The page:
How do doctors treat John McCain's cancer?

Dr. Michael Berens, deputy director from TGEN talked about the options for treating brain cancer.

PHOENIX - Radiation or chemotherapy will most likely be the next step for Arizona Sen. John McCain as he battles a glioblastoma, an aggressive form of brain cancer. 

"Sen. McCain is a fighter," said Dr. Michael Berens, the deputy director of TGen and professor in the cancer and cell biology division.

A statement from McCain's office suggests the 80-year-old is weighing his treatment options including radiation and chemotherapy.

"There are courses of radiation therapy and radiation is a very effective way to control the growth," Berens said. "For this tumor in the brain, there are very few (chemo treatments) that can get access to the brain."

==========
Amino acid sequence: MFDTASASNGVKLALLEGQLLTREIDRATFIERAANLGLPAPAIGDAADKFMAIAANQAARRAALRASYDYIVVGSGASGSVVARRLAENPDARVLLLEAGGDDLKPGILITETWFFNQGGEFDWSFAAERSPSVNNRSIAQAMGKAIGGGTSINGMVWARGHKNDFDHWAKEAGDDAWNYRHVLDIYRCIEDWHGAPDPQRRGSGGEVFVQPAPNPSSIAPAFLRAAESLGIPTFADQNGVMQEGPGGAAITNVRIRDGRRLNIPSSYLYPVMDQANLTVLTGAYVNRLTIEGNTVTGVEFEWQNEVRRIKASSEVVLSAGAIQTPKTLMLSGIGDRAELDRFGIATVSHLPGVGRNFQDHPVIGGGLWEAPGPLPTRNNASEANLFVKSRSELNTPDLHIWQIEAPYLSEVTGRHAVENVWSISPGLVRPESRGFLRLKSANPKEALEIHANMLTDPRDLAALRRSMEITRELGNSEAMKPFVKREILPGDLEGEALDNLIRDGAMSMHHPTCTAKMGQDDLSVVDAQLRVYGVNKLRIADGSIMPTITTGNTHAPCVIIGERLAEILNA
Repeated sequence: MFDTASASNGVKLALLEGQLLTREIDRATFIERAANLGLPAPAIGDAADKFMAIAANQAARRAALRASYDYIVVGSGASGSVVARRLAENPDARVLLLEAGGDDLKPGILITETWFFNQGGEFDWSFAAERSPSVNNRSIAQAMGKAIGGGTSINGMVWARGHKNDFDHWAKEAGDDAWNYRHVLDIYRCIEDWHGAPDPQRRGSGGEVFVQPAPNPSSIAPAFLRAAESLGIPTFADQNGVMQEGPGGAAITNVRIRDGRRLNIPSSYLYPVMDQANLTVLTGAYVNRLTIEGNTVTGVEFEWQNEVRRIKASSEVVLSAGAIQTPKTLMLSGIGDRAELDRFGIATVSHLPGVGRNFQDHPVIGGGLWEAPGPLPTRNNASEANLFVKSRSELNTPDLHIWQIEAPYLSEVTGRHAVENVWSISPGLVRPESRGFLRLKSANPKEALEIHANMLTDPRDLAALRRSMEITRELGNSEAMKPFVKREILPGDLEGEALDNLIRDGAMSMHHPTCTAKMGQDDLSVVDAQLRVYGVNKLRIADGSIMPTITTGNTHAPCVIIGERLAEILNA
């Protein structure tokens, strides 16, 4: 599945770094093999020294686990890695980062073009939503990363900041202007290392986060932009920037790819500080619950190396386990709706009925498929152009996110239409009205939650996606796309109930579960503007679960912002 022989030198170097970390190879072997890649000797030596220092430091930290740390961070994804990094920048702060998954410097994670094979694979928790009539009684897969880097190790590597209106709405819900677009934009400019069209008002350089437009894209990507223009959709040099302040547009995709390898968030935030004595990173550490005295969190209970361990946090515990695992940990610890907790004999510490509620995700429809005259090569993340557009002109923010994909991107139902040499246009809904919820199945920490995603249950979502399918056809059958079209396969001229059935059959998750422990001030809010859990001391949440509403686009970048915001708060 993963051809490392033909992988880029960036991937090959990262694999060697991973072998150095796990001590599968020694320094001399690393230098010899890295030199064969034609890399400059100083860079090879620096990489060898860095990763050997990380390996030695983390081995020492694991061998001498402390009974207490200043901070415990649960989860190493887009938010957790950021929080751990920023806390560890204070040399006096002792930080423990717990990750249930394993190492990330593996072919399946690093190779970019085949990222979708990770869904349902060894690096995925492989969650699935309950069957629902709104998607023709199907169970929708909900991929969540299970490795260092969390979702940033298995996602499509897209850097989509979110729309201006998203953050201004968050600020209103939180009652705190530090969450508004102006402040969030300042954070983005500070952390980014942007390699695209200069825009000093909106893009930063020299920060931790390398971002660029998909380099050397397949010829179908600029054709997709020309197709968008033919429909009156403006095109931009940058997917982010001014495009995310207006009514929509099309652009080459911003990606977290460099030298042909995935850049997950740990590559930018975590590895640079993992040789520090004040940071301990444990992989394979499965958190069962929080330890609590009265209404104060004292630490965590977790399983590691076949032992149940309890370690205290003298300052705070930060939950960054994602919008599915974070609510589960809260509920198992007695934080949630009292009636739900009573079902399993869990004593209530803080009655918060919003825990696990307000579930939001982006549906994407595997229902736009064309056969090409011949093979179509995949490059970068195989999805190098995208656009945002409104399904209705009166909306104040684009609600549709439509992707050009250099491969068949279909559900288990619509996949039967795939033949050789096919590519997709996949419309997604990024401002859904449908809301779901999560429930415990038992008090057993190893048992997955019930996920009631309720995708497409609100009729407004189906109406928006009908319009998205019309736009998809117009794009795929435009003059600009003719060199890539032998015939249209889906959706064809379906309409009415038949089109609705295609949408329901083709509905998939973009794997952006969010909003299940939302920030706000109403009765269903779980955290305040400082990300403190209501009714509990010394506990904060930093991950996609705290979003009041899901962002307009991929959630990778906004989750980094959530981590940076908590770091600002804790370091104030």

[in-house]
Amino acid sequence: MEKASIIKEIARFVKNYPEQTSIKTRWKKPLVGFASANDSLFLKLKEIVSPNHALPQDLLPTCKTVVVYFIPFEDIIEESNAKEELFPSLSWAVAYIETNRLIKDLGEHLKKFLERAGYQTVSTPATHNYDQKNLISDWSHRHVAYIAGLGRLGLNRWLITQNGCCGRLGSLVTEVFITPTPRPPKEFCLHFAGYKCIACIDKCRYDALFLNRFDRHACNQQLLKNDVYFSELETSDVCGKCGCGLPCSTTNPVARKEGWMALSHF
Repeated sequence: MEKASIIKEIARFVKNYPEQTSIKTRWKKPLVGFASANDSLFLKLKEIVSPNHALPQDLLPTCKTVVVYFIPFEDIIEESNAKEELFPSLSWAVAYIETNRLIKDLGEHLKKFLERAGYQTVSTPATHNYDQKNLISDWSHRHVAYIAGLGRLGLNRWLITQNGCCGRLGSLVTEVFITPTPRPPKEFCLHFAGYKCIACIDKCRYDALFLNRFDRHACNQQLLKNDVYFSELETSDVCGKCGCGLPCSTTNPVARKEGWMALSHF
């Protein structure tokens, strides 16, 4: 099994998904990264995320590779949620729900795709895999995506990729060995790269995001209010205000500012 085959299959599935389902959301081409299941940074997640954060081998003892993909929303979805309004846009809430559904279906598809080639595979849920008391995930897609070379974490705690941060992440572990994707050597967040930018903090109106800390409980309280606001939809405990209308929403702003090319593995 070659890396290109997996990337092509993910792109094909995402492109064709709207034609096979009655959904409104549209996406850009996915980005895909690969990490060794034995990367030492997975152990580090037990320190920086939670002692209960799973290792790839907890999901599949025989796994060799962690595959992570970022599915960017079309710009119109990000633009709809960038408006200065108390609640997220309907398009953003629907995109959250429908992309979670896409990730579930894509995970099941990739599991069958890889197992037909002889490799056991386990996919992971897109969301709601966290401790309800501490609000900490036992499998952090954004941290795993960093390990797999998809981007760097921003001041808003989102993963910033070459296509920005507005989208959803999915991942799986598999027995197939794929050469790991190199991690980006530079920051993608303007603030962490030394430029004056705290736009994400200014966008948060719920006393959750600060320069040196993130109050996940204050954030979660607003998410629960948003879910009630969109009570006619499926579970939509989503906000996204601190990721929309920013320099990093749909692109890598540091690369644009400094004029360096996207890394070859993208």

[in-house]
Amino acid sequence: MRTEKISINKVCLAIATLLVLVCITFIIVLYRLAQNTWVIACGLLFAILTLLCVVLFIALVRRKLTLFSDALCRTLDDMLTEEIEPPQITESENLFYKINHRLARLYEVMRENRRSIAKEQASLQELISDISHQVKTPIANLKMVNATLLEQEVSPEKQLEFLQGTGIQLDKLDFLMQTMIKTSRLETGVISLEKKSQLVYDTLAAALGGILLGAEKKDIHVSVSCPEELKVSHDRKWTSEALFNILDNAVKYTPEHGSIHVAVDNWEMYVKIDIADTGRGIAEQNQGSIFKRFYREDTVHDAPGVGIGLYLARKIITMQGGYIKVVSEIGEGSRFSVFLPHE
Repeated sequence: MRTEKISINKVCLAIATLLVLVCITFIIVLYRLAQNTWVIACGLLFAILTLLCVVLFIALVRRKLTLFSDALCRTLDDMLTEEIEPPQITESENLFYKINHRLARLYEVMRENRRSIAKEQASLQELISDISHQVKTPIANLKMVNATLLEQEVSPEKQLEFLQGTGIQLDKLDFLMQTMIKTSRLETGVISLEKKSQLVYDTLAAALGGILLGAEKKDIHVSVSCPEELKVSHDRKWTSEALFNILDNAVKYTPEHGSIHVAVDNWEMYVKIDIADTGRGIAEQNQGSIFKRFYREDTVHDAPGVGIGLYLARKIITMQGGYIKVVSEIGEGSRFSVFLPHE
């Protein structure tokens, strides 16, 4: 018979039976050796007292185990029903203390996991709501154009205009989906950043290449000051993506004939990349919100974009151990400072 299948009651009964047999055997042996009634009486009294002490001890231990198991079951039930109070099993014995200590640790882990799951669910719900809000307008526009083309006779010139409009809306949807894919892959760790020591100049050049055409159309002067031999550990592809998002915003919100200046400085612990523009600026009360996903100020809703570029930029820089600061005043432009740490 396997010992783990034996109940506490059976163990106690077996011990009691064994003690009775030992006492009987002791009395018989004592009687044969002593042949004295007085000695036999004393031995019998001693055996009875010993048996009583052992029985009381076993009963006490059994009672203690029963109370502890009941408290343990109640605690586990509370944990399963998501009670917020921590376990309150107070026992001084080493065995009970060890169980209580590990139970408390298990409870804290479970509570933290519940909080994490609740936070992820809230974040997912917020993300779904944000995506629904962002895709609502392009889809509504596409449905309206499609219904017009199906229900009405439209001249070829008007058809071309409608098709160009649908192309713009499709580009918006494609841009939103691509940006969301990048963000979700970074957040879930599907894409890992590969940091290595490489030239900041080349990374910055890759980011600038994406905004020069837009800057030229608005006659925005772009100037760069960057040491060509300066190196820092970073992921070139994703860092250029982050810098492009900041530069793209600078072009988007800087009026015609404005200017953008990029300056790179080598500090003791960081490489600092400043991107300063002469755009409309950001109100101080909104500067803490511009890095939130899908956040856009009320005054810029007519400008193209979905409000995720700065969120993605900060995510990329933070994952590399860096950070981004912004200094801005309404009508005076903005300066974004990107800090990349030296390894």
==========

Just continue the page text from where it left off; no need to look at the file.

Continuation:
The challenge is what's called the blood-brain barrier comprised of many capillaries that protect the brain from any perceived toxins.

Many chemo treatments cannot penetrate that barrier, but there are a few treatments that can. 

"We know from many, many, many clinical studies that this treatment plan adds significant days and months for patients that had very good quality of life," Berens said. 

The average prognosis for survival is about 15 months after the diagnosis, but Berens stressed every patient is different. 

"Yes, it's a battle and the battle has to be fought, but let's go in a supportive mode and have good expectations," Berens said.

© 2017 KPNX-TV


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